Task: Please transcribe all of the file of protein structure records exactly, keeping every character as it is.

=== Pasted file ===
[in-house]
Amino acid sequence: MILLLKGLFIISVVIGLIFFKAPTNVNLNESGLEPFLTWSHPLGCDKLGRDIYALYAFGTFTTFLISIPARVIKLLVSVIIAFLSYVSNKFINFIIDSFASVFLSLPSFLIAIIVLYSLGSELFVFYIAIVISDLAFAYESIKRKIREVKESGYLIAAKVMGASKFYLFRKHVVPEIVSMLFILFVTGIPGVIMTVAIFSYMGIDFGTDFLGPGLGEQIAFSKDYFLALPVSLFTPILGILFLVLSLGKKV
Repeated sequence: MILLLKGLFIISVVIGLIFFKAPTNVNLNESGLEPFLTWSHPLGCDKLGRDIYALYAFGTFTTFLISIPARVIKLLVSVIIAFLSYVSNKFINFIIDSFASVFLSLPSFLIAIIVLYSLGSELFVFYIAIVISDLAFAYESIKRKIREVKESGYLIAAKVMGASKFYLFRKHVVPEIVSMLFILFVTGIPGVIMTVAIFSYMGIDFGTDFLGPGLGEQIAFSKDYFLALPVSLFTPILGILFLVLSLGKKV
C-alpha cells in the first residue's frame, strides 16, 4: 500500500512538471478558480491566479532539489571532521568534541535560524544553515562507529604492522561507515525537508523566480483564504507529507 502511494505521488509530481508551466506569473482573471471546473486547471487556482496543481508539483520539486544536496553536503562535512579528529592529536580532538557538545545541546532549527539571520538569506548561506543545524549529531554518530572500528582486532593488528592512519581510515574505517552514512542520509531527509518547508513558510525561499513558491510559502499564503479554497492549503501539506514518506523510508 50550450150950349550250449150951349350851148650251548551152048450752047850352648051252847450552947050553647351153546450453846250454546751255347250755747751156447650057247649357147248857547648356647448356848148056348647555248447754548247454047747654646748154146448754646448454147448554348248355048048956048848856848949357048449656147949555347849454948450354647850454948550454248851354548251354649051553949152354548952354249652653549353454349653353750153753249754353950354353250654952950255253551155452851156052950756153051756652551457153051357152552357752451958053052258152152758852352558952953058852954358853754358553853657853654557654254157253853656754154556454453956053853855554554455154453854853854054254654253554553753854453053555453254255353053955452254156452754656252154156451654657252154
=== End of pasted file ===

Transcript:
[in-house]
Amino acid sequence: MILLLKGLFIISVVIGLIFFKAPTNVNLNESGLEPFLTWSHPLGCDKLGRDIYALYAFGTFTTFLISIPARVIKLLVSVIIAFLSYVSNKFINFIIDSFASVFLSLPSFLIAIIVLYSLGSELFVFYIAIVISDLAFAYESIKRKIREVKESGYLIAAKVMGASKFYLFRKHVVPEIVSMLFILFVTGIPGVIMTVAIFSYMGIDFGTDFLGPGLGEQIAFSKDYFLALPVSLFTPILGILFLVLSLGKKV
Repeated sequence: MILLLKGLFIISVVIGLIFFKAPTNVNLNESGLEPFLTWSHPLGCDKLGRDIYALYAFGTFTTFLISIPARVIKLLVSVIIAFLSYVSNKFINFIIDSFASVFLSLPSFLIAIIVLYSLGSELFVFYIAIVISDLAFAYESIKRKIREVKESGYLIAAKVMGASKFYLFRKHVVPEIVSMLFILFVTGIPGVIMTVAIFSYMGIDFGTDFLGPGLGEQIAFSKDYFLALPVSLFTPILGILFLVLSLGKKV
C-alpha cells in the first residue's frame, strides 16, 4: 500500500512538471478558480491566479532539489571532521568534541535560524544553515562507529604492522561507515525537508523566480483564504507529507 502511494505521488509530481508551466506569473482573471471546473486547471487556482496543481508539483520539486544536496553536503562535512579528529592529536580532538557538545545541546532549527539571520538569506548561506543545524549529531554518530572500528582486532593488528592512519581510515574505517552514512542520509531527509518547508513558510525561499513558491510559502499564503479554497492549503501539506514518506523510508 50550450150950349550250449150951349350851148650251548551152048450752047850352648051252847450552947050553647351153546450453846250454546751255347250755747751156447650057247649357147248857547648356647448356848148056348647555248447754548247454047747654646748154146448754646448454147448554348248355048048956048848856848949357048449656147949555347849454948450354647850454948550454248851354548251354649051553949152354548952354249652653549353454349653353750153753249754353950354353250654952950255253551155452851156052950756153051756652551457153051357152552357752451958053052258152152758852352558952953058852954358853754358553853657853654557654254157253853656754154556454453956053853855554554455154453854853854054254654253554553753854453053555453254255353053955452254156452754656252154156451654657252154